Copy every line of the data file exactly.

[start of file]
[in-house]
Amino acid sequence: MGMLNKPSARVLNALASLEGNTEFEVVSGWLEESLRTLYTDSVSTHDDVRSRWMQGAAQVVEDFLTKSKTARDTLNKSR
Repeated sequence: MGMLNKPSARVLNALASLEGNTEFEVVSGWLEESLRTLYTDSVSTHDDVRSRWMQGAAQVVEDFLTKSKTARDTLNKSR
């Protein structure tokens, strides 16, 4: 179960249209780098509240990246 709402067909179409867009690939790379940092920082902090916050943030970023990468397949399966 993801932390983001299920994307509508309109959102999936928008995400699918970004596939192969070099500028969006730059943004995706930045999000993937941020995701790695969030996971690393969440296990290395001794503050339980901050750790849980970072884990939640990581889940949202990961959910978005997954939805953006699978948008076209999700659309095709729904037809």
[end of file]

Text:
[in-house]
Amino acid sequence: MGMLNKPSARVLNALASLEGNTEFEVVSGWLEESLRTLYTDSVSTHDDVRSRWMQGAAQVVEDFLTKSKTARDTLNKSR
Repeated sequence: MGMLNKPSARVLNALASLEGNTEFEVVSGWLEESLRTLYTDSVSTHDDVRSRWMQGAAQVVEDFLTKSKTARDTLNKSR
């Protein structure tokens, strides 16, 4: 179960249209780098509240990246 709402067909179409867009690939790379940092920082902090916050943030970023990468397949399966 993801932390983001299920994307509508309109959102999936928008995400699918970004596939192969070099500028969006730059943004995706930045999000993937941020995701790695969030996971690393969440296990290395001794503050339980901050750790849980970072884990939640990581889940949202990961959910978005997954939805953006699978948008076209999700659309095709729904037809």